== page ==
BookDragon Books for the Diverse Reader

How I Made It to Eighteen: a mostly true story by Tracy White

How I Made It to EighteenTracy White’s graphic sort-of-autobiography is “only mostly true because I skipped over things, moved events around, embellished, and occasionally just plain made things up,” she explains on the first page. “The technical term for this is dramatic license. I used it,” she adds in the same dry, detached tone she uses so effectively throughout her chilling, starkly-drawn, memorably startling debut.

She tells her “mostly true story” – very cleverly, rather frighteningly – as Stacy Black, complete with commentary from four friends from various stages of her young life, doctors’ files, and clinical and therapy records.

At 17, Stacy has a mental breakdown. Depressed, lonely, drug-addicted, bulimic, living with her musician boyfriend, she looks out the window one morning and decides hurting herself is better than just going on. After her “little incident,” she finally realizes that she needs professional help and admits herself to Golden Meadows – “restoring mental healthy since 1938.”

Even as she has hit rock-bottom, somehow she knows that she wants to be happy again. Dividing her chapters into random chunks of “length of stay,” she begins a slow, gut-wrenching journey toward recovery – one slow day, one tiny achievement at a time. She finds fellow friends including a boy who might actually care about her (unlike her useless and abusive boyfriend she can’t seem to let go), a shrink who listens even when she refuses to speak, and even endures the grave difficulty of confronting her seemingly self-absorbed mother.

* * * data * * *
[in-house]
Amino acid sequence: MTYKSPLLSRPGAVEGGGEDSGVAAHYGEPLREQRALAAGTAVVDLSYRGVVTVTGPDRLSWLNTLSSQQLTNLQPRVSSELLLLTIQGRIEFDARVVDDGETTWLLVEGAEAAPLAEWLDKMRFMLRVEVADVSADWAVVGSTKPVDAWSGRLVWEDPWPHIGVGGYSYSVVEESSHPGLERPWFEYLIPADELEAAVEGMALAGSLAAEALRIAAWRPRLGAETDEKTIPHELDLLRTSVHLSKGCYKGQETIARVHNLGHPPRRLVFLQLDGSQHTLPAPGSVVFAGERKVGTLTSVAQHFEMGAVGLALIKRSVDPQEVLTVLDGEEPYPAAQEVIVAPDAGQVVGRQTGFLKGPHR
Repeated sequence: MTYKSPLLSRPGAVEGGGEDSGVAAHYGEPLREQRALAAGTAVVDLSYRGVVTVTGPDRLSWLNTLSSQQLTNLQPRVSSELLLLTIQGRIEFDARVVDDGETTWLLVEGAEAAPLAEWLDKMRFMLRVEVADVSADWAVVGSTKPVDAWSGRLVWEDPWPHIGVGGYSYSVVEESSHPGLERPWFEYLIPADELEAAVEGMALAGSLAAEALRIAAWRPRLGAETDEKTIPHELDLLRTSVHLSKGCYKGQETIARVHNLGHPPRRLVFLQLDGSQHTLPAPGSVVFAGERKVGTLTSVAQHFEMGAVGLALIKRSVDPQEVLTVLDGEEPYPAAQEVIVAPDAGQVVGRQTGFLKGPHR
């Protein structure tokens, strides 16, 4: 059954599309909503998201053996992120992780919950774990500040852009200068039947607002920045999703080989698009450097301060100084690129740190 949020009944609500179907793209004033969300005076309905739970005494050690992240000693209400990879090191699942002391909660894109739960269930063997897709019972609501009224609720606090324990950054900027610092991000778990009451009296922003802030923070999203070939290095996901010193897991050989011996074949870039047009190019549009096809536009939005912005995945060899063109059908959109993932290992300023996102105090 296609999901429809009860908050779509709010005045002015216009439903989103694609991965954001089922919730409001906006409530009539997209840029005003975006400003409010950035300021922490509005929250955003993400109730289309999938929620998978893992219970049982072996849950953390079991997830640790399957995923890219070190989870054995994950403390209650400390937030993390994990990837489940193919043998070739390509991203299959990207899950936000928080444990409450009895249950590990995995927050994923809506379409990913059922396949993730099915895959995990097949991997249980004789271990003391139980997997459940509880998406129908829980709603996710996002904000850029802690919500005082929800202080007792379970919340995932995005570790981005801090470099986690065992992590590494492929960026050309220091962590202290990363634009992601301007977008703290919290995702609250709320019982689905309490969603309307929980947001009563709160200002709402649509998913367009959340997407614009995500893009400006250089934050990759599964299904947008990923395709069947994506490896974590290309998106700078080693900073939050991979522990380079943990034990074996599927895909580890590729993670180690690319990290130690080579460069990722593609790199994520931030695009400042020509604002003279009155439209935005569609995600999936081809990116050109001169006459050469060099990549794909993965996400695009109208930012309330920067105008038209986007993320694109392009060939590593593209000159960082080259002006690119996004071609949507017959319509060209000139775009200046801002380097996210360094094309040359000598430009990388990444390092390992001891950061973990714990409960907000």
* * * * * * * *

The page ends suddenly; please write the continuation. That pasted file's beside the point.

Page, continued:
Parents will certainly shudder reading this. But read it they should: White/Black (she is so very clever!) can certainly offer some life lessons for both teenagers and their parents. While reading this, I was also iPod-listening to Leonard Sax’s Girls on the Edge (I ordered the actual book so I can quote from it accurately which I can’t do from the audible.com download … yes, it’s that good to buy twice!) and chapter after chapter, I kept thinking, ‘if only White and her mother had had access to Girls on the Edge, so much heartbreaking suffering might have been alleviated!’ Actually, having finished both, I’m even more convinced …

Readers: Young Adult, Adult

Published: 2010

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